In 2020, the Monstronale Festival will once again explore a theme within the cinematic narrative. The theme for next year will be “The Unknown”. It will be presented in two feature film programmes and a curated short film programme and thus offers the space to question the filmmakers’ intention and perspective.
But what is the “foreign” the “unknown” and where do we find it? By definition, it is something that lies more or less far outside the habitat experienced as “own” or familiar, with which the vagueness of the term is already largely outlined. If we take this definition as a basis, the unknown can be found everywhere: Things that look strange up to strange beings that cannot be assessed ad hoc. An ideal topic to deal with strange things within the Monstronale.
First of all, it is worth taking a look at the European view of the distant, the unknown. This perspective has been shaped by various aspects over the centuries with regard to the perception of other cultures. With the age of great discoveries, pure discovery was the first priority. This resulted, among other things, in a curiosity for the foreign, which ultimately led to the beginning of extensive collections of fauna, flora and cultural assets. But especially in the field of culture, a mostly missionary or colonial view quickly became the norm. The first cultural contact was primarily shaped by the assimilation of foreign cultures, the missionary work towards a European image of man and culture. Especially the indigenous peoples became experimental arrangements of cultural transformations, up to the deportation of whole tribes.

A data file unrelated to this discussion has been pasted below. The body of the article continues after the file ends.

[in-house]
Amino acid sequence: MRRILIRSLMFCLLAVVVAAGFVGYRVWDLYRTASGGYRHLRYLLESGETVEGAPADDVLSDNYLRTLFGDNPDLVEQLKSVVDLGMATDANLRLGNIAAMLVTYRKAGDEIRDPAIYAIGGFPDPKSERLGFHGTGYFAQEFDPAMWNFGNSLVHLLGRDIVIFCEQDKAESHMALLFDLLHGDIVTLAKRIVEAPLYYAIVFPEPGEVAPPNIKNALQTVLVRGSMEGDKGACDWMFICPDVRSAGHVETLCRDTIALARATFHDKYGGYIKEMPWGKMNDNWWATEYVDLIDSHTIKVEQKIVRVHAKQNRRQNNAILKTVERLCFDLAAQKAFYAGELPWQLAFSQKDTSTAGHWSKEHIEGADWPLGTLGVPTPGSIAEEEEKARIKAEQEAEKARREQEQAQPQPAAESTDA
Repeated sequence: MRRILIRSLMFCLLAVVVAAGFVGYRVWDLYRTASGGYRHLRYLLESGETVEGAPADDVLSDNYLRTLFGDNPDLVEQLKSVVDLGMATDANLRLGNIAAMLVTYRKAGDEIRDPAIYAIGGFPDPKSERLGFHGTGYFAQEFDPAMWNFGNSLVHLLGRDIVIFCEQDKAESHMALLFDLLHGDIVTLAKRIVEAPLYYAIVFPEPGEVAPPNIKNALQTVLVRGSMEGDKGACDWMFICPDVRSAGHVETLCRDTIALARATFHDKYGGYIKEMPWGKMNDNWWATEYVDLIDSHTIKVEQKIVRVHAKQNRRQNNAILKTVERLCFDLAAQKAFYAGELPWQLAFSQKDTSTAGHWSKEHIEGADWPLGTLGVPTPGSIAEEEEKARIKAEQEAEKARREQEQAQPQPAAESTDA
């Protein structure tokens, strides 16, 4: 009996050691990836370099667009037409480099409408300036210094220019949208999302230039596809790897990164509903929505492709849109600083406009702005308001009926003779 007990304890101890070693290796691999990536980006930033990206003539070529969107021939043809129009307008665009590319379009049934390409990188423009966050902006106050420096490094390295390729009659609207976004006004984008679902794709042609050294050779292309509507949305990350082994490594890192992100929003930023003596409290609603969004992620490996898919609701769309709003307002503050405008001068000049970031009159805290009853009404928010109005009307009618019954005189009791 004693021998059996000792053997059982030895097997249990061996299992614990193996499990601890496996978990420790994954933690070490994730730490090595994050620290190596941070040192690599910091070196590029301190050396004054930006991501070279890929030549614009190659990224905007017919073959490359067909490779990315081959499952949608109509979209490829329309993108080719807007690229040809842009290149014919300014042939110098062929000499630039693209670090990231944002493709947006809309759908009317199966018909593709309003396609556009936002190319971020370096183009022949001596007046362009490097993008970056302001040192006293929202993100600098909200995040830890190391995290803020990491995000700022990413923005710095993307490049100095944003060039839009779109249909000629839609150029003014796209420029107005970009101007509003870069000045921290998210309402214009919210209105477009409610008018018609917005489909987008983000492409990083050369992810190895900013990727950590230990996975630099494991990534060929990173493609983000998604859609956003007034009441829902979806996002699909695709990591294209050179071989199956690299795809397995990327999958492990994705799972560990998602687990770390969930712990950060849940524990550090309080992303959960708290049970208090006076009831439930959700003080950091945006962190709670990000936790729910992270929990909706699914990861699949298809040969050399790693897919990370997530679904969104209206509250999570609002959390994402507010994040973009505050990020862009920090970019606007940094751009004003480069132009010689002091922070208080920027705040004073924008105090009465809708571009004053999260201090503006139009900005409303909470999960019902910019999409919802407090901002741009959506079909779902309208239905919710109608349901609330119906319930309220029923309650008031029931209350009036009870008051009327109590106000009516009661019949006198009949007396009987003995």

It was not until the Age of Enlightenment that research into the culture of foreign cultures shifted towards scientific debate. The cultural assets accumulated up to this time of upheaval then allowed at least a glimpse into the life and everyday life of the “gathered” peoples.
With the development of the moving image, it became easier for researchers to capture certain cultural processes, rituals and the social structure of the objects under investigation in a snapshot. Jean Rouch, as a representative of ethnological film, was one of the first to take a largely unadulterated look at rituals and the role of myth in societies. Nowadays, these documents have again become part of corresponding collections and thus a cinematic artefact of the view of a foreign culture.
The exciting question about the topic “The unknown” is therefore not only: “What does the unknown actually look like”, but also with which view it is presented. Is it in principle a view of the unknown from above in the cinematic discussion, or is there also the unknown at eye level of the viewer/filmmaker and the portrayed?